Academic work in some schools has been affected at Tafo in the Ashanti Region, following violent clashes on Wednesday between indigenes and Muslim youth that left one dead and several injured.
Clashes in the area over a piece of cemetery land led to the death of 25 year old Aminu Suleman while scores of residents were wounded and property destroyed.
The attack extended to destruction of property in churches and a mosque.
The Ashanti Regional Security Council subsequently placed a dusk to dawn curfew on the town which it says will be reviewed as and when the situation changes.
Meanwhile, when Citi News’ Ashanti Regional Correspondent, Hawa Iddrisu who visited the area on Thursday, reports that some school authorities have shut down in fear of further attacks.
Some teachers told Citi News they closed down the schools because most pupils were absent.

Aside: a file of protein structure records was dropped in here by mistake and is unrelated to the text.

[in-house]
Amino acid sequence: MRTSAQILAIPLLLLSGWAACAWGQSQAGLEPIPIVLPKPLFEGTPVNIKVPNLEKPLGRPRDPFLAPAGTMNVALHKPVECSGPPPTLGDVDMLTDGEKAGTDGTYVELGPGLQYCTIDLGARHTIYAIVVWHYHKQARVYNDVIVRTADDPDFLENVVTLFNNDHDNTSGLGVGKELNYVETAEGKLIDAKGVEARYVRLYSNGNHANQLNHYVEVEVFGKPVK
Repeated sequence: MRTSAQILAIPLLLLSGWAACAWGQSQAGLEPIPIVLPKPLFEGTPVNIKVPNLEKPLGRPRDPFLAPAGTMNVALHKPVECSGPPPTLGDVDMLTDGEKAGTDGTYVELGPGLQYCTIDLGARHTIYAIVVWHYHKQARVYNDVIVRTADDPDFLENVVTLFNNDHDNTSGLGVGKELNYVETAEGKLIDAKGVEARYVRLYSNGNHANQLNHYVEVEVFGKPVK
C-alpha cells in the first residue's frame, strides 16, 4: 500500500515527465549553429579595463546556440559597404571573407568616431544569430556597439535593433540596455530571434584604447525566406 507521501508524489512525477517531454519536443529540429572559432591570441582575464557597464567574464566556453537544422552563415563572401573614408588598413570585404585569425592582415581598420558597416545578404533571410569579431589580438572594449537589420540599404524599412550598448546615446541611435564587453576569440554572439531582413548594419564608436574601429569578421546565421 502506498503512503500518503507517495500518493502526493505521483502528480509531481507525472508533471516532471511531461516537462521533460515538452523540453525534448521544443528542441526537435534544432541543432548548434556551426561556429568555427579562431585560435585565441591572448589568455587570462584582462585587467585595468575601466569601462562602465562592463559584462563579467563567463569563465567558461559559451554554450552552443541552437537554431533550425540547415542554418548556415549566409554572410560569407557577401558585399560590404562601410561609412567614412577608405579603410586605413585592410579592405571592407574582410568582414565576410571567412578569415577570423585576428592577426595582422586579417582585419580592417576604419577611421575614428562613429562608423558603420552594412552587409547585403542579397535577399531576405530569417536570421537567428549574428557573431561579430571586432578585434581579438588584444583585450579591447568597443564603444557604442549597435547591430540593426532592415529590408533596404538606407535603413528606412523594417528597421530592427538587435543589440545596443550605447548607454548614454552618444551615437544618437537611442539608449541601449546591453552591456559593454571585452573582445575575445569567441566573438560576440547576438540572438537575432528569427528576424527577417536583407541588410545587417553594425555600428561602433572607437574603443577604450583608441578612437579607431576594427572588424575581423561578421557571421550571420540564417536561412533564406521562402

He said, “Parents are not comfortable with the security in the area. If they allow the children to come, they don’t know what will happen afterwards.”
Another teacher said they asked the few children that turned up to go home “because of the clashes.”
“When we came today, there were no children there so we had to close and go home. They are afraid of what happened yesterday [Wednesday] since it could be repeated today [Thursday],” another teacher added.
A pupil who was seen loitering around told Citi News she had been asked to go home because her colleagues were absent lamenting that “what happened was terrible and because of that some parents don’t want their children to come to school because they might get hurt.”
Another one who had some of her school’s property destroyed ,called for peace to allow them return to school.
Earlier the same Thursday, scores of young people gathered in front of the chief’s palace, prepared to defend the chief in anticipation of another attack by the Muslim community.
The Muslim youth were angry a fence wall around their cemetery land was demolished by the traditional authority.
The Muslims had accused the traditional authority of illegal sale of their cemetery land which they had fenced to prevent encroachment, yet the fence was demolished